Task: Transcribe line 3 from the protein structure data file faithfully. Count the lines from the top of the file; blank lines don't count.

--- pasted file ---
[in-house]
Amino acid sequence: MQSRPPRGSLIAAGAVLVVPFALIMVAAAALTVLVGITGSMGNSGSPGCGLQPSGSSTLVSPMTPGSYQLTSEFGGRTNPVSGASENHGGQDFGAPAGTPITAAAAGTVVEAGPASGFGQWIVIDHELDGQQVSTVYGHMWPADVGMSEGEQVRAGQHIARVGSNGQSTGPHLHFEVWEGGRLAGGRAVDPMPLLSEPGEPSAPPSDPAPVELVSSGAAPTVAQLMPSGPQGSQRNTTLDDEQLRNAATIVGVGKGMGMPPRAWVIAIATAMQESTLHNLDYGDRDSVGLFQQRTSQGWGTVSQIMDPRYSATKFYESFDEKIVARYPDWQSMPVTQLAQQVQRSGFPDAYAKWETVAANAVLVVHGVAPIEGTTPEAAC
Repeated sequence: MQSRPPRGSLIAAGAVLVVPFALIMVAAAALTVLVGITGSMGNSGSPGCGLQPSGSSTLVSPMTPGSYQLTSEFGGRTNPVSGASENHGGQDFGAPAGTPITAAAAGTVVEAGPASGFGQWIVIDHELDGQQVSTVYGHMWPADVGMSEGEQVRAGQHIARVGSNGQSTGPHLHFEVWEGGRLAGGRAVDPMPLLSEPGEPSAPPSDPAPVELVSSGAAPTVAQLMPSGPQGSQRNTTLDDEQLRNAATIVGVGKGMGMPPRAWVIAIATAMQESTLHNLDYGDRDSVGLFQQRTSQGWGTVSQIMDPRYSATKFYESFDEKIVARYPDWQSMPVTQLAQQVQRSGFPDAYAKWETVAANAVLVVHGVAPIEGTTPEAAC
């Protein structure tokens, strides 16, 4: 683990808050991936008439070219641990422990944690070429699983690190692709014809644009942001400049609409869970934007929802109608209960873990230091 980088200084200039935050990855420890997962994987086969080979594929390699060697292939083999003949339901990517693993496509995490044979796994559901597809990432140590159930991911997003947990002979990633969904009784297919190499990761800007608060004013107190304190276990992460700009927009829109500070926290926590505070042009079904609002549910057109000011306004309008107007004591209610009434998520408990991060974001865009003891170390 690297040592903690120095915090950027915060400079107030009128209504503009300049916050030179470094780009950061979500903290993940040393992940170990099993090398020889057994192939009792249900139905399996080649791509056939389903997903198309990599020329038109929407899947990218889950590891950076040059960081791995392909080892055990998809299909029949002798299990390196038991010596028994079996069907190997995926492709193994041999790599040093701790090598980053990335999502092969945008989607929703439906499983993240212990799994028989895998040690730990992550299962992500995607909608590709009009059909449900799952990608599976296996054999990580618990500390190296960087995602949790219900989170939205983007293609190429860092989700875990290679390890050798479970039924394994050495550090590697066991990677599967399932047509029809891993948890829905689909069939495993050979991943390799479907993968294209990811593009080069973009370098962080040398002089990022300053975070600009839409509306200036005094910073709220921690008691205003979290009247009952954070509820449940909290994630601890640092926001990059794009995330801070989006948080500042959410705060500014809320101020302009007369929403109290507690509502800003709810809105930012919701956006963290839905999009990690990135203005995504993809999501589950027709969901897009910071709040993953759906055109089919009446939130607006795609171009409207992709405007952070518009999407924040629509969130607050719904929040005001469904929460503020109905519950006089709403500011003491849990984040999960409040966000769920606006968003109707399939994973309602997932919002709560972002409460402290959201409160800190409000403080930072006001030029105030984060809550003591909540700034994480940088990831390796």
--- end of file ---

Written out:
Repeated sequence: MQSRPPRGSLIAAGAVLVVPFALIMVAAAALTVLVGITGSMGNSGSPGCGLQPSGSSTLVSPMTPGSYQLTSEFGGRTNPVSGASENHGGQDFGAPAGTPITAAAAGTVVEAGPASGFGQWIVIDHELDGQQVSTVYGHMWPADVGMSEGEQVRAGQHIARVGSNGQSTGPHLHFEVWEGGRLAGGRAVDPMPLLSEPGEPSAPPSDPAPVELVSSGAAPTVAQLMPSGPQGSQRNTTLDDEQLRNAATIVGVGKGMGMPPRAWVIAIATAMQESTLHNLDYGDRDSVGLFQQRTSQGWGTVSQIMDPRYSATKFYESFDEKIVARYPDWQSMPVTQLAQQVQRSGFPDAYAKWETVAANAVLVVHGVAPIEGTTPEAAC